Trees, saws, and ladders do not mix.
"Tree work, while appearing fairly straightforward and simple, is actually extremely complicated and technical," says Tchukki Andersen, staff arborist for the Tree Care Industry Association, Londonderry, N.H.. "There is so much to understand about removing live or hanging tree branches, and it is not at all like cutting up firewood on the ground with a chain saw.
"There are many stories in the news media each year depicting the sad details of homeowners getting severely injured or killed by attempting to manage large tree limbs on their own."
Qualified tree professionals are trained to look for and take special precautions against trees or branches with decay, cracks, or unbalanced weight; working near overhead electrical wires and other conductors; preventing falls from trees they are working in; removing portions of or entire trees without causing bodily harm or property damage.
Do-it-yourself homeowners have been hurt trying to cut their own trees in the following manners:
Extension ladders. If your ladder is too short to reach the branch, do not make the mistake of setting it on something such as on overturned garbage can to get the reach you need. Get a sturdy ladder that will reach at least five feet beyond the branch you lean it on. When a large branch is cut from a tree, the loss of the weight will cause the rest of the limb to lurch up suddenly. Many unaware homeowners have been severely injured, some fatally, when the ladder they are standing on falls out from under the branch they are cutting. The biggest danger is taking too big or too unwieldy of a piece at one time. Cut the limb in small pieces.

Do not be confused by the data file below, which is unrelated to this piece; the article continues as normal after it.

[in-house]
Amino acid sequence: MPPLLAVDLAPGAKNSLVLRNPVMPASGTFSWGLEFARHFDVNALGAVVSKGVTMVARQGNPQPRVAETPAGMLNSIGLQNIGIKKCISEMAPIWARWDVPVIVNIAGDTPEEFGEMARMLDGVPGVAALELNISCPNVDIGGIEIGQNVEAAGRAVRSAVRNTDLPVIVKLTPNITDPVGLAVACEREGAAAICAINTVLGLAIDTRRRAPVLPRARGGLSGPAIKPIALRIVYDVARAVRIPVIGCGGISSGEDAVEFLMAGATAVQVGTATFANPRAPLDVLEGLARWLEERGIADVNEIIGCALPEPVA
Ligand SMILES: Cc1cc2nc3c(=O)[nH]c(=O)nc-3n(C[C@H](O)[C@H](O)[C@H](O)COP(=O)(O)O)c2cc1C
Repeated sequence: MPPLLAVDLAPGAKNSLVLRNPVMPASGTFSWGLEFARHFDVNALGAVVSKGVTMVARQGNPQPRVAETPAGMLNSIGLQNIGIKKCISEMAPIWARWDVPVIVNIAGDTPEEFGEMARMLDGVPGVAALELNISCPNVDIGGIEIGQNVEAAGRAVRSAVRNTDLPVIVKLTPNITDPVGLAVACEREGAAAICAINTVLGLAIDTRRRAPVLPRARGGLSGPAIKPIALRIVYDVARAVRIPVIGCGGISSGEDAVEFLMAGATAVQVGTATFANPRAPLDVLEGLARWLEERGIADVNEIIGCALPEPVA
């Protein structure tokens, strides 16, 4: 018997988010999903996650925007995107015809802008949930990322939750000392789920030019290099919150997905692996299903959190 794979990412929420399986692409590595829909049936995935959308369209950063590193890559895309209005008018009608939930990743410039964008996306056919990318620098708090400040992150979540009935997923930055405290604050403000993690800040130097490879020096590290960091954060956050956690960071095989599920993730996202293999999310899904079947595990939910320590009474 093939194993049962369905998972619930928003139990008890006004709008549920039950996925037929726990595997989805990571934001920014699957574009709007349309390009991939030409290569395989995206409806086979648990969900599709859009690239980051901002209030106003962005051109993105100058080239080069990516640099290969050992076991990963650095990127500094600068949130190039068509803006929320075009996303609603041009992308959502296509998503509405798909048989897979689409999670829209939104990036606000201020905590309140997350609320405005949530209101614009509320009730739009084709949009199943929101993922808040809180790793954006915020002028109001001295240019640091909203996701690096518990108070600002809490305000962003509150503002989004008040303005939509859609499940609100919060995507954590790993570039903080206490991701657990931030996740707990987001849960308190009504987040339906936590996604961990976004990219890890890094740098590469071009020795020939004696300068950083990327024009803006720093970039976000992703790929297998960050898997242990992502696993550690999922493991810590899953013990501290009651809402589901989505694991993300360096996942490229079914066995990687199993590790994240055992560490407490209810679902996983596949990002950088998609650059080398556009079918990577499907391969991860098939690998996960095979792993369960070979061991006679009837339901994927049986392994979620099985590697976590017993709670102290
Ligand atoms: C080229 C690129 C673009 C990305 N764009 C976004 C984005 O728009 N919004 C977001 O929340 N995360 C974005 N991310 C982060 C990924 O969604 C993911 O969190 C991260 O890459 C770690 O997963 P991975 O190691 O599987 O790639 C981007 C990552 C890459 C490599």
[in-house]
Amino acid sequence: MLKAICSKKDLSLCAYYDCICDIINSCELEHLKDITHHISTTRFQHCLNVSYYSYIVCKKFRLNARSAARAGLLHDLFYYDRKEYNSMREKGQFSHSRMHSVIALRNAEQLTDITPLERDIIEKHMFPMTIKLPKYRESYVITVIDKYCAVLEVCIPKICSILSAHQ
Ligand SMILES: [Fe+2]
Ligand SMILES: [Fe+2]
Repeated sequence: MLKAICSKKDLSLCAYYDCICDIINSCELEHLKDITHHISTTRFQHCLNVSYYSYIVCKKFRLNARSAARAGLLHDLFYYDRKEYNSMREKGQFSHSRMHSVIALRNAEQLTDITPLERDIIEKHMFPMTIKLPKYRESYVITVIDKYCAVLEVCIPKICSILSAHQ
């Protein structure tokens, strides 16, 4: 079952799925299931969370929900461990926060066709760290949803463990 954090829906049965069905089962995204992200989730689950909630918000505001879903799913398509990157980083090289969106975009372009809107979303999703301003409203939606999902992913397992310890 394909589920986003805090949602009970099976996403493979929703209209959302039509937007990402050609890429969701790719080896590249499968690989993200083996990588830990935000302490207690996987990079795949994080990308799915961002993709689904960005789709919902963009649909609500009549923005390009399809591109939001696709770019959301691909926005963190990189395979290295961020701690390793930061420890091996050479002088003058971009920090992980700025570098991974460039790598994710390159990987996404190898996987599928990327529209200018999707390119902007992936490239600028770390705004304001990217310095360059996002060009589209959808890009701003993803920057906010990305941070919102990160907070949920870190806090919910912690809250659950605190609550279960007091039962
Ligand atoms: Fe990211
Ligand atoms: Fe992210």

Improper tools. Are you going to borrow your brother-in-law's chain saw? When was the last time that tool was sharpened properly or maintained? A dull chain forces you to use too much pressure, causing you to lose control. This can bring on a number of problems, most of them leading to the hospital for emergency treatment of deep lacerations to your body. "Use properly maintained equipment and the right size saw for the job," stresses Anderson.
Lack of knowledge about tree physics and biology. It cannot be done with just one cut. This is where those lacking experience in cutting live limbs from trees get hurt almost every time. Trees are mechanically complex organisms that need to be cut in a certain way to remove pieces of them safely. Cutting off a large section of limb to save time usually will cause the branch to fall before the cut is finished. The cut end often will tear into the branch all the way back to the trunk. This action can cause damage to the tree (and to you) as it swings out of control, usually onto the ladder you are standing on--or the person holding the ladder. Always remove a large limb in sections.
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|Publication:||USA Today (Magazine)|
|Date:||Aug 1, 2017|
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